E-safety is, quite rightly, uppermost on many people’s minds, especially when it comes to mobile devices. There are number of e-safety issues to be mindful of, such as:

  • Cyberbullying
  • Taking inappropriate photographs.
  • Sexting.
  • Accessing inappropriate websites.
  • Intellectual Property Rights issues
  • Data Protection issues
  • Personal safety issues.

None of these are the exclusive province of mobile devices. However, mobile devices present some unique challenges for a couple of reasons.

First, the smaller the device, the harder it is to tell from a distance (such as from the front of the class to the back of the class) if the device is being used appropriately. In fact, it doesn’t even have to be at a distance. In one school I was told about a girl was texting her friends under her teachers’ noses almost by hiding the phone on her knee, under her skirt.

Second, if the device is 3G- or 4G-enabled, it is possible for pupils to completely circumvent the school’s wireless and filtering systems. It is, theoretically, possible to block the mobile data networks over an area to include the school. Unfortunately, it also happens to be illegal.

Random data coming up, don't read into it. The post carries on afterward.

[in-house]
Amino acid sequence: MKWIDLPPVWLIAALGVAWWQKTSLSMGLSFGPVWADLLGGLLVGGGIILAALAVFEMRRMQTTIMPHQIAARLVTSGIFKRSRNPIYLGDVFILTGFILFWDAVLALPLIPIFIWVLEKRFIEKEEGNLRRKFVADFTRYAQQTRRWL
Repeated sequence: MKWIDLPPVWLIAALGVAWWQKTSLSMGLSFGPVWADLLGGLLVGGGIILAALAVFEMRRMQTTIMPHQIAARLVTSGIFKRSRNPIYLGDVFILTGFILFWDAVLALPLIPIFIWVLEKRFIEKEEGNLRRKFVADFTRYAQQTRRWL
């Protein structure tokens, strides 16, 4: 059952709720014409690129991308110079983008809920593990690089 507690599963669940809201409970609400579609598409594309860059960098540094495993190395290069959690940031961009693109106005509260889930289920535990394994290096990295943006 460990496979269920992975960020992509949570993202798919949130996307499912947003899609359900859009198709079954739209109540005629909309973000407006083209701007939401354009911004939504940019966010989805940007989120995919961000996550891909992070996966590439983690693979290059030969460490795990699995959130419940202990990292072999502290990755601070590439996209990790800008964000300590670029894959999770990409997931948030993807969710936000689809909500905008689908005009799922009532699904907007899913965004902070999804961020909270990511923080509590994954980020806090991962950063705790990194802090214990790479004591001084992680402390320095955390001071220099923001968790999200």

Now, before throwing up our hands in horror and saying “We are doomed, we are doomed!”, let’s get a little perspective on this. Not every pupil in your school is likely to be wanting to put their device to as much nefarious use as possible. In fact, a report by UNESCO last year stated:

... it is important to review them [statistics on how phones have been used for cyberbullying etc] in the context of similar behaviour that is happening offline or via other ICT, rather than simply condemning mobile devices as unsafe. Online behaviour usually mirrors offline behaviour in the physical world, and children at risk of abuse in the real world are at risk in the virtual world.

Mobile Learning and Policies: Key Issues to consider http://unesdoc.unesco.org/images/0021/002176/217638E.pdf

Obviously, though, you can’t simply do nothing: schools, and individual teachers, have a duty of care to ensure that pupils are safe. Here are some ideas to consider, bearing in mind that I am not a legal expert so the usual sort of disclaimer applies!

Undertake a risk analysis

This is an excellent starting point, and one which can involve not only teachers but your ICT technicians, the pupils themselves and, crucially, their parents. What it involves, in a nutshell, is identifying what the risks are, trying to gauge how likely they are to materialise, judging how serious would be the consequences if they did happen, and then deciding how to mitigate against the risks. There’s a good article about this here: http://www.esafety-adviser.com/blog/e-safety-and-risk-assessment/.

It’s good to talk